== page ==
He makes it clear that he is a committed Zionist, who believes 100 percent in a Jewish state, but not one that excludes Palestinians from having their homeland too. Nor is he keen on any Jewish state that makes Arabs live as refugees in their own country.
“I am passionately invested in the survival of Israel and everything Israel represents. But I am extremely critical of much of its policy,” says Schama unapologetically. “I believe that the occupation must end. And if it doesn’t, it will end Israel. I’m not in favor of settlements.
“I’m an old style Zionist. All my life I’ve always believed that a Jewish State and a Palestinian state should exist alongside each other. But that just puts me in common with large numbers of Israelis, who have an equally critical view. I believe in peace for land.
“But if you ask me: is the Iranian threat real? I would say yes. Does Hamas have to acknowledge the State of Israel for there to be peace? Yes it does.”

It’s OK to be Depressed. By Daniel Gordis.

It’s OK to be Depressed. By Daniel Gordis. Jerusalem Post, March 20, 2014. Also at

Daniel Gordis, Jeremy Ben-Ami Debate, Atlanta February 26, 2014. Part 1. Part 2. Part 3. Video. Daniel Gordis, March 12, 2014. YouTube. Full debate at Vimeo.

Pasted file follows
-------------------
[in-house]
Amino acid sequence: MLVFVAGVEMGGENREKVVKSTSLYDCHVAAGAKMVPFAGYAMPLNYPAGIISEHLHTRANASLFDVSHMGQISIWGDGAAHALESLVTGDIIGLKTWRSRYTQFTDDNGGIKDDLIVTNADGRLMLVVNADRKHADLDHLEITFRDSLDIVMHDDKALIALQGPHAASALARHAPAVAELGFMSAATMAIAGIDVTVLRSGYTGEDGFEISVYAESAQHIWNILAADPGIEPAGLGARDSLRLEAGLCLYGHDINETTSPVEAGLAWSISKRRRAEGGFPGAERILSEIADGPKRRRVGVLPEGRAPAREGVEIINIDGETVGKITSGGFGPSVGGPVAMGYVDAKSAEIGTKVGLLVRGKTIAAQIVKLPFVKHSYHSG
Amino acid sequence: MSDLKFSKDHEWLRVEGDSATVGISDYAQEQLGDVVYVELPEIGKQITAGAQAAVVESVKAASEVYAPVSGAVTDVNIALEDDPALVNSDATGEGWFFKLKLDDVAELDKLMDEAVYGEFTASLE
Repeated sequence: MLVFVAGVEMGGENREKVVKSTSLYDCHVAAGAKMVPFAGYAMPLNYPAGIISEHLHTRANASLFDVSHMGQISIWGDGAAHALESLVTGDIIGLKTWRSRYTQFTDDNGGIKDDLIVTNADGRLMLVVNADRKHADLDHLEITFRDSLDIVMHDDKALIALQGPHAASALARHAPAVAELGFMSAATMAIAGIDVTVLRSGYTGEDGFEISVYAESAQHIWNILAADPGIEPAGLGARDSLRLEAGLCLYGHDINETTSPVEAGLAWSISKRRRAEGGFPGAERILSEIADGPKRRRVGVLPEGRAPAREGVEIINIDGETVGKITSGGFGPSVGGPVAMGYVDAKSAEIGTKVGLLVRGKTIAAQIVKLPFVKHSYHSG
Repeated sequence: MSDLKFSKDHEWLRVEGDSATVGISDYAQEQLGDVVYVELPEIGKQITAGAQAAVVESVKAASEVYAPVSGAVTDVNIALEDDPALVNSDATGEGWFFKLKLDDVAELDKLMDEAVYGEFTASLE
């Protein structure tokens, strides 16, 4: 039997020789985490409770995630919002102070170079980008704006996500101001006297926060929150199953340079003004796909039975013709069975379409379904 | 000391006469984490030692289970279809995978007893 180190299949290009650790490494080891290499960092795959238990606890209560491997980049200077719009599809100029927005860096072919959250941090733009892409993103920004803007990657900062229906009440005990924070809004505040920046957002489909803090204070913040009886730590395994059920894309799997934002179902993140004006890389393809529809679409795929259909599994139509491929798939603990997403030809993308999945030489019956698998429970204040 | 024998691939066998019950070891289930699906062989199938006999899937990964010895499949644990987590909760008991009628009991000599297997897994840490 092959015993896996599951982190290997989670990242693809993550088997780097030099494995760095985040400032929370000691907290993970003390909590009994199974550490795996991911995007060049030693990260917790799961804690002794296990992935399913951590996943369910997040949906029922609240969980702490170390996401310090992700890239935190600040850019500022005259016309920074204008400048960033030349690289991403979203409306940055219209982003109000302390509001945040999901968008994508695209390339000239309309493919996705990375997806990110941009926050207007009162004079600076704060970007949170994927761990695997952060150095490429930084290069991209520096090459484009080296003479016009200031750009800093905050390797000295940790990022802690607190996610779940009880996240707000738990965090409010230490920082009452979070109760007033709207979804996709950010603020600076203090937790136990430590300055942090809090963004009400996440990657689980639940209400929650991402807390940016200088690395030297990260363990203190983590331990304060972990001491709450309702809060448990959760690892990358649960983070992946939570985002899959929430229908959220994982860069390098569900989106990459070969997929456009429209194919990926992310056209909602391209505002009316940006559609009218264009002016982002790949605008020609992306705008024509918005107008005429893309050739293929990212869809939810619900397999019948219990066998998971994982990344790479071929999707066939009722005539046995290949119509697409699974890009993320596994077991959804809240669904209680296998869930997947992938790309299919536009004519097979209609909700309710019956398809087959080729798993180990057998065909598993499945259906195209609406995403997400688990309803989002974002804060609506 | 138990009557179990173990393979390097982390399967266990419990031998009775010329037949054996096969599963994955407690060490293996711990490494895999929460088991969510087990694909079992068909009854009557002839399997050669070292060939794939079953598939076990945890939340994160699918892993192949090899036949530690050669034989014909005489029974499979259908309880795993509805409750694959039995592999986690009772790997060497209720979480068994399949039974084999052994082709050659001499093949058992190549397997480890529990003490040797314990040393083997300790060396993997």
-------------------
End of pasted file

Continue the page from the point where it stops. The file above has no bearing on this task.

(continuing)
A few weeks ago, Jeremy Ben- Ami of J Street and I debated each other in Atlanta. It was labeled a “conversation,” but it was really a debate.
Very civil, more than a bit of humor, rather conversational and all that, but still a debate. (You can find the video on YouTube or Google.) Ben-Ami made his points, I made mine. Mine were very simple: He and I both want the same thing. He wants (I was willing to assume for the sake of the argument) a secure and Jewish State of Israel. So do I. He wants (no question about this one) a Palestinian state as a solution to the Israeli-Palestinian conflict, and I would be happy to see such a state (and would vote for significant territorial compromise) if it would mean an end to the conflict.
Though we disagreed about many things, there was one major point of contention that was more significant than all the rest. He’s convinced that a deal for a two-state solution is within reach, and I was, and remain, almost entirely certain that it’s utterly impossible.
So, for a good portion of the time, I laid out my case for why Palestinian Authority President Mahmoud Abbas will not make a deal. He’ll never give up on the right of return. His refusal to recognize Israel as a Jewish state is a symptom of the sad fact that the Palestinians hate Israel (and let’s be honest, the Jews, too) far more than they care about themselves.